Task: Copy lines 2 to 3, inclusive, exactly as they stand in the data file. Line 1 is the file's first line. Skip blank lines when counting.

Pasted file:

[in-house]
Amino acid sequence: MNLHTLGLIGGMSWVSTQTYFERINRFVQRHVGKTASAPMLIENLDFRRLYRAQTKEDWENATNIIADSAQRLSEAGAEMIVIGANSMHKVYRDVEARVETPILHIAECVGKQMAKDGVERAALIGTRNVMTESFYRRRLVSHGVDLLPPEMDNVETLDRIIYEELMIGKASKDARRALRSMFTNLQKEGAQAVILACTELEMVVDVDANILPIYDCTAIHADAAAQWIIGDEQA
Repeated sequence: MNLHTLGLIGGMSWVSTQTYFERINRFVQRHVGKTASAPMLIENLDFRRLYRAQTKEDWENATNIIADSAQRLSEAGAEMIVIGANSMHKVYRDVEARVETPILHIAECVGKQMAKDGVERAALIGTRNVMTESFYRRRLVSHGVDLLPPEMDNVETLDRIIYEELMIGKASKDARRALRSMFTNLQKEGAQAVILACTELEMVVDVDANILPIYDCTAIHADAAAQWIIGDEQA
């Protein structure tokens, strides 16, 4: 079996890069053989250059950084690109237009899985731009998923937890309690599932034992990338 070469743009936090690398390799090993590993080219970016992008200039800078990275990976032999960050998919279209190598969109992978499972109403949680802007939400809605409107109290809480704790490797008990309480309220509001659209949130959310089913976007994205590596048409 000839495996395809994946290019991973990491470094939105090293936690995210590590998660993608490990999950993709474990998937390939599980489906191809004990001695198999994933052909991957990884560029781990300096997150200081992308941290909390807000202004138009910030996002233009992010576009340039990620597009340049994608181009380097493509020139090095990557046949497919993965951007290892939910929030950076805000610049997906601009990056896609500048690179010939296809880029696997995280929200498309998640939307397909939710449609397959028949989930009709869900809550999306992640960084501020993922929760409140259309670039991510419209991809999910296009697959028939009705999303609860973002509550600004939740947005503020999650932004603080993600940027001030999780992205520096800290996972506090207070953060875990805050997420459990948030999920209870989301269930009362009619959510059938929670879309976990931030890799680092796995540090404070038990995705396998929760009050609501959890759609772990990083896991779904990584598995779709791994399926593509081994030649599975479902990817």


Amino acid sequence: MNLHTLGLIGGMSWVSTQTYFERINRFVQRHVGKTASAPMLIENLDFRRLYRAQTKEDWENATNIIADSAQRLSEAGAEMIVIGANSMHKVYRDVEARVETPILHIAECVGKQMAKDGVERAALIGTRNVMTESFYRRRLVSHGVDLLPPEMDNVETLDRIIYEELMIGKASKDARRALRSMFTNLQKEGAQAVILACTELEMVVDVDANILPIYDCTAIHADAAAQWIIGDEQA
Repeated sequence: MNLHTLGLIGGMSWVSTQTYFERINRFVQRHVGKTASAPMLIENLDFRRLYRAQTKEDWENATNIIADSAQRLSEAGAEMIVIGANSMHKVYRDVEARVETPILHIAECVGKQMAKDGVERAALIGTRNVMTESFYRRRLVSHGVDLLPPEMDNVETLDRIIYEELMIGKASKDARRALRSMFTNLQKEGAQAVILACTELEMVVDVDANILPIYDCTAIHADAAAQWIIGDEQA